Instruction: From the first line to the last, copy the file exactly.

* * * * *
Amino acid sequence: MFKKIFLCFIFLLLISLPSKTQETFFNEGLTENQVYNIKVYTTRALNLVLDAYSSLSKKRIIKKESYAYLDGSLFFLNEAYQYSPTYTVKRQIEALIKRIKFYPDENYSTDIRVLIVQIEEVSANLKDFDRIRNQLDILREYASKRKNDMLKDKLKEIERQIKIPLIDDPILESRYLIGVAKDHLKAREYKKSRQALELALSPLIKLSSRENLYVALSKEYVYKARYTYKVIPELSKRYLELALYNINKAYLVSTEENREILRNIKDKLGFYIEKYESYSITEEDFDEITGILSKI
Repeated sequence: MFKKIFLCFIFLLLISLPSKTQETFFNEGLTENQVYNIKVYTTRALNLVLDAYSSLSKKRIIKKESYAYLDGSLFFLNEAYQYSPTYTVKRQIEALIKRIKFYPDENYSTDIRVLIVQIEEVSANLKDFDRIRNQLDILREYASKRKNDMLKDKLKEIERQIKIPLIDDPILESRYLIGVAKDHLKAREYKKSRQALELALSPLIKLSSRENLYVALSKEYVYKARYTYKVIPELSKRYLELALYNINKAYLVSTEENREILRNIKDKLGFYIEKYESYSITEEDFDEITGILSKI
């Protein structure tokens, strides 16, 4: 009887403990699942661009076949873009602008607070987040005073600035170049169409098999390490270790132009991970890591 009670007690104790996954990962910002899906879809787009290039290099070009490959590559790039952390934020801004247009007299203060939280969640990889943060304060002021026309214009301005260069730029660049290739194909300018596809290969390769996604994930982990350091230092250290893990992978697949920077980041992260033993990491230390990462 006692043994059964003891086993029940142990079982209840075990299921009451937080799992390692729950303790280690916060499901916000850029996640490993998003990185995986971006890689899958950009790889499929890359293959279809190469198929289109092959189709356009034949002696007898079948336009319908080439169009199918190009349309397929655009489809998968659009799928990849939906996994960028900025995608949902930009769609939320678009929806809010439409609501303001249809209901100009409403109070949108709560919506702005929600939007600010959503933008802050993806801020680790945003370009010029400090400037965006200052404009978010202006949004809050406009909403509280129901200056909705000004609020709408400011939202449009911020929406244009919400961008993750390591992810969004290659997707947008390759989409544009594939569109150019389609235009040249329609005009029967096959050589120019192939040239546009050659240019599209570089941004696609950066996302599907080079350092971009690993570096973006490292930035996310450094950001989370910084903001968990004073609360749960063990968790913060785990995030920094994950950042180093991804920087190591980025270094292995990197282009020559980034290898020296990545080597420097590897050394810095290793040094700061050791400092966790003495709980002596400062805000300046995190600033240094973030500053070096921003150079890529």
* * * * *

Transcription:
Amino acid sequence: MFKKIFLCFIFLLLISLPSKTQETFFNEGLTENQVYNIKVYTTRALNLVLDAYSSLSKKRIIKKESYAYLDGSLFFLNEAYQYSPTYTVKRQIEALIKRIKFYPDENYSTDIRVLIVQIEEVSANLKDFDRIRNQLDILREYASKRKNDMLKDKLKEIERQIKIPLIDDPILESRYLIGVAKDHLKAREYKKSRQALELALSPLIKLSSRENLYVALSKEYVYKARYTYKVIPELSKRYLELALYNINKAYLVSTEENREILRNIKDKLGFYIEKYESYSITEEDFDEITGILSKI
Repeated sequence: MFKKIFLCFIFLLLISLPSKTQETFFNEGLTENQVYNIKVYTTRALNLVLDAYSSLSKKRIIKKESYAYLDGSLFFLNEAYQYSPTYTVKRQIEALIKRIKFYPDENYSTDIRVLIVQIEEVSANLKDFDRIRNQLDILREYASKRKNDMLKDKLKEIERQIKIPLIDDPILESRYLIGVAKDHLKAREYKKSRQALELALSPLIKLSSRENLYVALSKEYVYKARYTYKVIPELSKRYLELALYNINKAYLVSTEENREILRNIKDKLGFYIEKYESYSITEEDFDEITGILSKI
């Protein structure tokens, strides 16, 4: 009887403990699942661009076949873009602008607070987040005073600035170049169409098999390490270790132009991970890591 009670007690104790996954990962910002899906879809787009290039290099070009490959590559790039952390934020801004247009007299203060939280969640990889943060304060002021026309214009301005260069730029660049290739194909300018596809290969390769996604994930982990350091230092250290893990992978697949920077980041992260033993990491230390990462 006692043994059964003891086993029940142990079982209840075990299921009451937080799992390692729950303790280690916060499901916000850029996640490993998003990185995986971006890689899958950009790889499929890359293959279809190469198929289109092959189709356009034949002696007898079948336009319908080439169009199918190009349309397929655009489809998968659009799928990849939906996994960028900025995608949902930009769609939320678009929806809010439409609501303001249809209901100009409403109070949108709560919506702005929600939007600010959503933008802050993806801020680790945003370009010029400090400037965006200052404009978010202006949004809050406009909403509280129901200056909705000004609020709408400011939202449009911020929406244009919400961008993750390591992810969004290659997707947008390759989409544009594939569109150019389609235009040249329609005009029967096959050589120019192939040239546009050659240019599209570089941004696609950066996302599907080079350092971009690993570096973006490292930035996310450094950001989370910084903001968990004073609360749960063990968790913060785990995030920094994950950042180093991804920087190591980025270094292995990197282009020559980034290898020296990545080597420097590897050394810095290793040094700061050791400092966790003495709980002596400062805000300046995190600033240094973030500053070096921003150079890529």